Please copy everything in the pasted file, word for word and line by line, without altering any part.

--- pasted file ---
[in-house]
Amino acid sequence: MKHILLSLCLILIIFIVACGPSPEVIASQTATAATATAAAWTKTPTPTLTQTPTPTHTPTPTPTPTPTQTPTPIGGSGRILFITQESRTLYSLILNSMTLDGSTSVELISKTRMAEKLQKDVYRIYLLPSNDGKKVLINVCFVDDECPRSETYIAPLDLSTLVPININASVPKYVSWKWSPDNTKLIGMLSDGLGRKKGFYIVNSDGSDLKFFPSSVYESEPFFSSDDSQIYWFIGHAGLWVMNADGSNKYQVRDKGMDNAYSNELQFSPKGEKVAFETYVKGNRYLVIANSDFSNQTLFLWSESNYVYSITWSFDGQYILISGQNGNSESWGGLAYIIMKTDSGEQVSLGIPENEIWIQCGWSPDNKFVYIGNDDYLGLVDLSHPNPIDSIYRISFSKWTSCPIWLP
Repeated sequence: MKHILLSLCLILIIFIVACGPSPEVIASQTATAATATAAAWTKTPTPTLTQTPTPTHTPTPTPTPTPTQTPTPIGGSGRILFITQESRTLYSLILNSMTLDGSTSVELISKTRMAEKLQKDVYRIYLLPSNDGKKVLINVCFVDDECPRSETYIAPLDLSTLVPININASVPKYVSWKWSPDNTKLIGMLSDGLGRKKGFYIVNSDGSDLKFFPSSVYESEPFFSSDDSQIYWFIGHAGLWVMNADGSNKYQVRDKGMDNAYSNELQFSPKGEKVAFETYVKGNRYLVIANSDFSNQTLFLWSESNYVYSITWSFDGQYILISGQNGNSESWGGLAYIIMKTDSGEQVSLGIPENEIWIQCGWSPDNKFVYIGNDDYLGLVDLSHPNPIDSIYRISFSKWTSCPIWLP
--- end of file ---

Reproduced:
[in-house]
Amino acid sequence: MKHILLSLCLILIIFIVACGPSPEVIASQTATAATATAAAWTKTPTPTLTQTPTPTHTPTPTPTPTPTQTPTPIGGSGRILFITQESRTLYSLILNSMTLDGSTSVELISKTRMAEKLQKDVYRIYLLPSNDGKKVLINVCFVDDECPRSETYIAPLDLSTLVPININASVPKYVSWKWSPDNTKLIGMLSDGLGRKKGFYIVNSDGSDLKFFPSSVYESEPFFSSDDSQIYWFIGHAGLWVMNADGSNKYQVRDKGMDNAYSNELQFSPKGEKVAFETYVKGNRYLVIANSDFSNQTLFLWSESNYVYSITWSFDGQYILISGQNGNSESWGGLAYIIMKTDSGEQVSLGIPENEIWIQCGWSPDNKFVYIGNDDYLGLVDLSHPNPIDSIYRISFSKWTSCPIWLP
Repeated sequence: MKHILLSLCLILIIFIVACGPSPEVIASQTATAATATAAAWTKTPTPTLTQTPTPTHTPTPTPTPTPTQTPTPIGGSGRILFITQESRTLYSLILNSMTLDGSTSVELISKTRMAEKLQKDVYRIYLLPSNDGKKVLINVCFVDDECPRSETYIAPLDLSTLVPININASVPKYVSWKWSPDNTKLIGMLSDGLGRKKGFYIVNSDGSDLKFFPSSVYESEPFFSSDDSQIYWFIGHAGLWVMNADGSNKYQVRDKGMDNAYSNELQFSPKGEKVAFETYVKGNRYLVIANSDFSNQTLFLWSESNYVYSITWSFDGQYILISGQNGNSESWGGLAYIIMKTDSGEQVSLGIPENEIWIQCGWSPDNKFVYIGNDDYLGLVDLSHPNPIDSIYRISFSKWTSCPIWLP